Brockhampton: iridescence

Brockhampton has had a busy year since the release of their “Saturation” series of albums that were released last summer. Due to both the quantity and quality of the music they released, Brockhampton has since become one of the most promising groups in hip hop. After dropping “Saturation III,” the last album in the series, they announced another set of albums would be coming in 2018. The group hit a bit of a hiccup when when a group member Ameer Van had to be kicked out of the group earlier this year due to some sexual assault allegations. The sudden lineup change seemed like it greatly affected the group as Ameer was one of the primary members and contributed a lot to  their previous albums. However this new release sees them expanding on a lot of sounds hinted upon in their previous work and committing to it completely to create a more sonically interesting album and showcasing some other talented members of the group.

“Iridescence” is the first installment of this new series and it sees Brockhampton ditching the style they had cultivated in the “Saturation” projects for something a little bit more glitchy and synthetic. The songs are much less structured than prior releases and forgo traditional song structure in favor of more instrumental switch ups and melodic passages. The mood is also much darker than prior releases and is lyrically more similar to “Saturation III” were they touch on topics such as mental health and toxic relationships. For the most part, these production changes go over really well with the more chaotic and cluttered beats lending themselves great to the more psychedelic, aggressive cuts in the tracklist. Other songs like the more smooth, breezy track “Something About Him” don’t go over as well in my opinion. The pitched up, autotune singing that Kevin Abstract employs isn’t Brockhampton at its best and is overshadowed by songs like “J’ouvert” and “San Marcos” which see them going in a much more pleasing direction. The latter parts of the album are great as many of the songs have emotional, introspective lyrics and heavier production that we saw glimpses of on “Saturation III” but hadn’t been expanded on until now. The constant beat switches make the songs a lot more interesting and can provide many of the great moments on the album. A lot of these instrumental changes could be attributed to some members stepping up and contributing more after Ameer left.

On member that clearly played a larger role on this album would be Joba. He contributes much stronger verses on this album than he ever did in the “Saturation” series. He shows much more charisma when he raps and starts to come into his own, stylistically. One particular highlight is his verse of “J’ouvert” which basically has him screaming by the end of it as his delivery is quite emotionally charged. He also handles the rather catchy hook on this song which fits great with the production to create another memorable moment. Bearface also gets a much larger part of this album that he had on prior releases. He handles a decent amount of the hooks and also handles some sung verses throughout the project. A huge difference from the “Saturation” series as he was usually just delegated one bright guitar ballad at the end of each album. Merlyn has always been a standout as well but on this album it seems like everything he contributes is solid. Verse after verse, he delivers an aggressive, hard hitting flow and some heady lyrics. He handles almost all of the lyrical content on “Where The Cash At” which is a prime example of his unique cadence and what makes him so fun to listen to. Kevin also has a very heartfelt verse on “Weight” where he talks about growing up in Texas and dealing with his sexuality, but other than that Kevin takes a back seat most of the album and lets other members contribute some of their best music yet.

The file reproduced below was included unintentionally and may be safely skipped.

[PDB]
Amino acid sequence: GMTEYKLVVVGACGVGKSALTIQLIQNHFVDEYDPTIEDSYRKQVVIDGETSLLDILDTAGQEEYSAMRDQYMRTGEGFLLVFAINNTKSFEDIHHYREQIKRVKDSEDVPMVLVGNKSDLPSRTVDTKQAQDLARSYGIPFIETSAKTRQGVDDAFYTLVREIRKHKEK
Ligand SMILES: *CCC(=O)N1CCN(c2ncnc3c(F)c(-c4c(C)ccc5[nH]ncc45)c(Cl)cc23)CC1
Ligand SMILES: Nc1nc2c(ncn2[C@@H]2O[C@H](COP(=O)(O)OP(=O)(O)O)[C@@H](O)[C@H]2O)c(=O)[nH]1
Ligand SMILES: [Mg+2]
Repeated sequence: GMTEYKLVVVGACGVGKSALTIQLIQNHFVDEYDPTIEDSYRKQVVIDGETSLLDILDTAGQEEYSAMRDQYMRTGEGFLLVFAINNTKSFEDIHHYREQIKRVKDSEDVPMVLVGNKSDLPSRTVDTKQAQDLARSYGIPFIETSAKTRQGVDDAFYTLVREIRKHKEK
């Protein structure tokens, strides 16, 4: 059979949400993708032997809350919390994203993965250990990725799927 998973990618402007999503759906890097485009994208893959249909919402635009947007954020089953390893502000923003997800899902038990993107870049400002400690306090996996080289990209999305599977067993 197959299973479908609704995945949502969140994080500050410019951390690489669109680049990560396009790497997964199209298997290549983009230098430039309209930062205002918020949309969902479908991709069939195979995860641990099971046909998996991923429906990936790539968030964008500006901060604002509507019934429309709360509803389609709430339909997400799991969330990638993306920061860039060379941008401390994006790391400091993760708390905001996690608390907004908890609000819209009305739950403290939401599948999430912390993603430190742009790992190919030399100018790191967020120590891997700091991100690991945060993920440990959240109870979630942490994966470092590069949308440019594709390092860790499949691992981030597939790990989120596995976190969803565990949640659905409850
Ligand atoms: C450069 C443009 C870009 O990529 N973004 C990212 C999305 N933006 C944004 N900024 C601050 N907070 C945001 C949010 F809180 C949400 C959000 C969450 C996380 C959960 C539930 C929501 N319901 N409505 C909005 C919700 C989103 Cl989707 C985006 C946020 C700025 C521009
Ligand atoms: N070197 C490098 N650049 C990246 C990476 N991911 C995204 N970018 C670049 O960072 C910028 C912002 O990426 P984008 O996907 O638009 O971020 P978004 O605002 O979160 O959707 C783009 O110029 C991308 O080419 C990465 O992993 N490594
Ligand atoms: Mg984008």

“Iridescence” is a large stylistic change from the group’s previous work and some fans weren’t that big on it at first. Many seemed to prefer the catchy hooks and more straightforward lyricism of “Saturation” and honestly I don’t blame them. While I don’t think this album is necessarily as good a hip hop record as any of the “Saturation” albums I do think this was the way for Brockhampton to go. While they don’t do the sound that well this is a good step for them to take as a group as it sees them exploring more interesting sounds and experimenting with different ways to make hip hop. There is a lot of talent in this group and they seem very close to finding a truly great and groundbreaking sound. I can’t wait to see what the next album in this series holds, but if “Iridescence” showed me anything it’s that this group is very versatile and I’m sure it will be another solid entry into their discography.

About Charles Rehder

Your favorite Minnesotan. You can find Charles meticulously cleaning his records or eating Takis on the couch. Many said his career in music ended after middle school band, but he's here to defy expectations by proving it didn't end with the tenor saxophone. Charles is an avid listener of Kanye West, Mac DeMarco, Parquet Courts and many others. Hopefully he can help you find your new favorite tunes.

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